Because there are so many details involved in planning a wedding, it’s really easy to insult a friend or family member. The rule of thumb that I like to follow in all interpersonal issues is to put myself in the place of the “other guy.” More often than not, it will make coming to the correct decision easier. That’s my long-winded way of saying: follow your heart — not your head!
Dear Wedding Guru: “We’ve sent out our save-the-date cards and some of our guests have already called to say that they won’t be able to attend the wedding. Do we go ahead and send an invitation to those people anyway, even though they told us that they won’t be able to attend?”
(Our answer on next page)
The Wedding Guru says: As a rule, invitations are sent to everyone who receives a save-the-date card. Even if they’ve told you that they can’t attend the wedding, an invitation should be sent to close friends and relatives. (However for friends, co-workers, and acquaintances outside your “VIP circle” who have confirmed they aren’t going to attend, you need not send an invitation, because doing so can be interpreted as asking for a wedding gift.)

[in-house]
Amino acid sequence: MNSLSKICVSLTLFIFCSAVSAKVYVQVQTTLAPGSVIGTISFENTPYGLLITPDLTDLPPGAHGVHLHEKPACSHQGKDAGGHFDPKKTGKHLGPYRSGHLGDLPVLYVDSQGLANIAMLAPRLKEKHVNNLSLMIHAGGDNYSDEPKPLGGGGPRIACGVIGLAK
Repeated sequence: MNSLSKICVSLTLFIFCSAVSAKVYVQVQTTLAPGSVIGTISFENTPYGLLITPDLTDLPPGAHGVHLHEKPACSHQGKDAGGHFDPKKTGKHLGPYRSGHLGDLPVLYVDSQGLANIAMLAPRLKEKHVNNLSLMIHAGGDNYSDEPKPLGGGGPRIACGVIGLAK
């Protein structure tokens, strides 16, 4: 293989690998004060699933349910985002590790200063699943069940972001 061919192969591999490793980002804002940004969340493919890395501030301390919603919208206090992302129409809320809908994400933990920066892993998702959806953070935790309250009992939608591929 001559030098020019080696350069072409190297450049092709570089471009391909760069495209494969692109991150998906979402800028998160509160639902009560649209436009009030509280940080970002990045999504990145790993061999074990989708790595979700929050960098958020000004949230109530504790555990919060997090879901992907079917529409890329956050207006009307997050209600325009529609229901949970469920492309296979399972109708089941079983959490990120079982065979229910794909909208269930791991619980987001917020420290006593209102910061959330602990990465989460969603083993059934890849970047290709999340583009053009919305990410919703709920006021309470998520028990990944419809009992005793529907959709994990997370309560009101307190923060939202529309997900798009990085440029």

If someone who originally answered “no” upon receiving a save-the-date card ends up changing his or her plans, by all means do send an invitation — even if the “spot” has been filled by a “B-list” guest. The same goes for someone (not a close family member or friend) who you feel might be insulted if they don’t receive an invitation, even if that person called you with a “no” as a result of your save-the-date. It reflects better on you to cover your tracks and extend an invitation, than to ignore or “forget” someone!